Therapists can reduce the time they spend on paperwork and increase the time they spend with patients by using electronic patient-reported outcomes measures (PROM). These measures offer powerful reporting that can be helpful in planning treatment, elevating patient satisfaction and improving reimbursement. Despite the availability of electronic PROMs, though, more than half of clinicians who responded to a 2019 survey conducted by the American Physical Therapy Association (APTA) indicated they capture PROMs data by using paper forms that are cumbersome and sometimes inaccurate.
To understand what facilities miss by continuing to use paper surveys, three physical therapists explain how FOTO’s Outcomes Manager, an outcomes management system that measures and manages patient-reported data, helps generate PROMs that improve their clinical care and financial positions.
While most therapists use PROMs, there still remains a large segment of practitioners who don’t take advantage of this important clinical tool. In fact, only about 60% of physical therapists use PROMs during routine clinical practice, according to Mark Werneke, PT, MS, Dip. MDT, a member of the research board for FOTO. While that figure represents a majority of therapists within that group, Werneke notes approximately 50% capture PROMs data using paper surveys.
The problem with those paper surveys, Werneke explains, is the burden they place on patients and therapists. For therapists, he says, the burden is significant enough that it has become one reason many refuse to administer PROM surveys during everyday practice.
“Among therapists, that increased burden is felt in the length of time it takes to score and analyze the survey data, then manually record that data in the electronic medical record (EMR),” Werneke says.
The cumbersome nature of paper surveys may be felt throughout the entire office, according to Michelle Young, PT, OCS, Cert. MDT, Team Leader at Valley Health Systems, Winchester, Va. Young says most healthcare organizations now use EMRs that require paper surveys to be scanned in order to be added to the record, thereby creating additional work for the front desk.
Fortunately FOTO’s Outcomes Manager provides an electronic means of capturing PROMs data that is fast, efficient, reduces or eliminates the cost for printer ink and paper, and is compatible with many practice management software systems.
One of the technologies FOTO’s Outcomes Manager uses to reduce the time therapists and patients spend on paperwork is Computer Adaptive Testing (CAT). Werneke explains that CAT is a method of scoring and collecting PROM data in which the computer tailors physical activity questions to the patient by matching the difficult level of that question to the patient’s direct ability. Because CAT minimizes the number of assessment questions asked without increasing PROM measurement error, the burden experienced by patients and therapists is reduced while the precision of PROM measurement is maintained.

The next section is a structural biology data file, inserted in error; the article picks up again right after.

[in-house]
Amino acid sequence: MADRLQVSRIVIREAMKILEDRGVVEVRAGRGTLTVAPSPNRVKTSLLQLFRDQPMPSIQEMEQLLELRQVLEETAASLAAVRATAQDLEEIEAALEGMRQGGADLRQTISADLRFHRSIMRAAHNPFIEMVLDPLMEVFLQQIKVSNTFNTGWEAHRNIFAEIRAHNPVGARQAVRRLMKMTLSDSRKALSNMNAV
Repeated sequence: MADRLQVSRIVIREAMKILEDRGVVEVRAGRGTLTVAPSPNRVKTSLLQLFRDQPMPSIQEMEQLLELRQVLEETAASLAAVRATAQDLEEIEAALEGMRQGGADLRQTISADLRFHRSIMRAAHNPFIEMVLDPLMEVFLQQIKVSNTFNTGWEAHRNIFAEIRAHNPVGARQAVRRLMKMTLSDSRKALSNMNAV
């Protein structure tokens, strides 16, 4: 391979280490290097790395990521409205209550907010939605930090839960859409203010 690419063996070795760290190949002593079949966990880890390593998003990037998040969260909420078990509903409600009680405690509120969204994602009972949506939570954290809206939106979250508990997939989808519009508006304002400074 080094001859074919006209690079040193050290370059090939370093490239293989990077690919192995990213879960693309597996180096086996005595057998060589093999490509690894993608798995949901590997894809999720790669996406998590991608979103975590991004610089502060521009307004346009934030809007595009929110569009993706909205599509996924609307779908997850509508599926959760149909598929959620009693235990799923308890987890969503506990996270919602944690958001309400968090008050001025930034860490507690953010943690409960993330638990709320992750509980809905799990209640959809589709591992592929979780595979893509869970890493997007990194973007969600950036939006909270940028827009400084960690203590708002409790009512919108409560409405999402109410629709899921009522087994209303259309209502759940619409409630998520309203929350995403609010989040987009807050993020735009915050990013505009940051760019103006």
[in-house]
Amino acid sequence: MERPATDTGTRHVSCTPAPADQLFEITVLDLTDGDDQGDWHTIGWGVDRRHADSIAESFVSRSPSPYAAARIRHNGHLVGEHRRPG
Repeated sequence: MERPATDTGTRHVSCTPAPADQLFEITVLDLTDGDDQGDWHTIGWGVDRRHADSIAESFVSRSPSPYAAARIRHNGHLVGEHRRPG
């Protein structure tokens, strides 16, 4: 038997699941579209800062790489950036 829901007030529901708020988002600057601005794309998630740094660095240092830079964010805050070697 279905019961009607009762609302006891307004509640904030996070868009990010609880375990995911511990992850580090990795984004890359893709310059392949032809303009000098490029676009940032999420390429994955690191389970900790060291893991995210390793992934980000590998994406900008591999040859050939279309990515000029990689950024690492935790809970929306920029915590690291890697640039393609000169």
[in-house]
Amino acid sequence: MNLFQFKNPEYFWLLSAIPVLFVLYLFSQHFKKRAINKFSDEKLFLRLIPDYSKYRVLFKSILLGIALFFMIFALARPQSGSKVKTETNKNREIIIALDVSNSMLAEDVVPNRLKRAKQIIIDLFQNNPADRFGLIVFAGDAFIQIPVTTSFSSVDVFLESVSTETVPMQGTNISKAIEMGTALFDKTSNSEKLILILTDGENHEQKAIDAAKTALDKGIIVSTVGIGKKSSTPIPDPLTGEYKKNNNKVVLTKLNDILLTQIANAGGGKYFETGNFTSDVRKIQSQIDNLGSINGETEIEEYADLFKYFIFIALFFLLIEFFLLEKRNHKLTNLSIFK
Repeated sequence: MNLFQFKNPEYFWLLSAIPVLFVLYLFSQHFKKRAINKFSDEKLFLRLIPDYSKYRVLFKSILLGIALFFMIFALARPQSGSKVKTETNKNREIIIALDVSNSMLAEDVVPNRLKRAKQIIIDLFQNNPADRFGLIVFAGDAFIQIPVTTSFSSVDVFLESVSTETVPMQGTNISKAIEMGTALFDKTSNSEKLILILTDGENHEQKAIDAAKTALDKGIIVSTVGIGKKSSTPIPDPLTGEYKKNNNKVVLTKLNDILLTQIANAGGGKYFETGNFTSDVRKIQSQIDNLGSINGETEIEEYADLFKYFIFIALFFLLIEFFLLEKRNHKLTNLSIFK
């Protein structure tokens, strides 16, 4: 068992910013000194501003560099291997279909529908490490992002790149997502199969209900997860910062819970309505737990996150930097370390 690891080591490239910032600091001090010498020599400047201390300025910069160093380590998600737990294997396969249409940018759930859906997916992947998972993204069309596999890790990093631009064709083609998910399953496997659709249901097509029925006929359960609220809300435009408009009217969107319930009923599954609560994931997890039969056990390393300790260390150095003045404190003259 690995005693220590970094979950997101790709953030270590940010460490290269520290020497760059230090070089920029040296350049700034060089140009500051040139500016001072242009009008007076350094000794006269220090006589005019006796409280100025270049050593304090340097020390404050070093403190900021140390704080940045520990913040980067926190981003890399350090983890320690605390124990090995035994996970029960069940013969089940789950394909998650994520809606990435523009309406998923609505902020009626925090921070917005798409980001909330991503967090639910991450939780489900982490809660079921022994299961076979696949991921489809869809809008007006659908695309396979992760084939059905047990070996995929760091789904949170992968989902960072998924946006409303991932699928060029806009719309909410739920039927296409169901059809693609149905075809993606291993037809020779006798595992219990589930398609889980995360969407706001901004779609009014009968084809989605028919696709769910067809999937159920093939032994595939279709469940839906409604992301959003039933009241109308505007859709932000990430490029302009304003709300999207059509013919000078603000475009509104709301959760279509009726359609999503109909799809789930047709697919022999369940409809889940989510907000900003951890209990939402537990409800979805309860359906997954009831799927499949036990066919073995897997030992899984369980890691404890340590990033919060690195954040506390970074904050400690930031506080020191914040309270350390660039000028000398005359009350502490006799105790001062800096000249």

Compared to old-style paper surveys that require a clinician to read a document that may contain 20-30 questions asking about a patient’s specific condition, CAT significantly improves the accuracy and efficiency of the data the assessment provides, according to J.W. Matheson, PT, DPT, SCS, CSCS, owner and clinical director of Catalyst Sports Medicine, Hudson, Wis.
“Clinicians can receive detailed insight about where a patient lies across functional levels or stages,” Matheson says. “Also, using a CAT provides therapists with fine-tuned answers using fewer test items, since patients are only tested with the question volume as necessary to prove where they are functionally,” he adds.
How much time can this technology save? For practices that have CAT and use FOTO’s Outcomes Manager, Young says, seven minutes is the average time a patient needs to complete the PROM.
Rehab patients must necessarily be associated with certain categories or classifications based on age, presentation, comorbidities and other factors that can muddy the waters when it comes to judging the quality of care. Risk adjustment levels the playing field so that therapists who treat more difficult patients are not penalized for non-modifiable factors.
Young offers an example of how this can have a positive effect on payer reimbursement:
“Clinic A is a sports medicine clinic treating a knee replacement patient who is relatively healthy. Clinic B is a hospital-based outpatient clinic treating a Medicaid patient who also had a knee replacement, along with six or seven co-morbidities.
“When each facility does its intake on FOTO’s Outcomes Manager, the therapist gets a prediction related to all of the patient’s risk-adjustment categories. This creates a statistically level playing field in terms of prediction and outcome between Clinic A and Clinic B by adjusting for the factors that create risk between those two different patients. It compares apples to apples,” Young explains.
This is particularly important in a pay-for-performance scenario, Young says, because it allows clinics and their performance to be compared across categories.
Changes in healthcare occur at a rapid pace that can make it easy for practices to be left behind. However, using FOTO’s Outcomes Manager to underwrite clinical efficiency and patient satisfaction can help practices adjust their behaviors to thrive and remain competitive in a changing marketplace.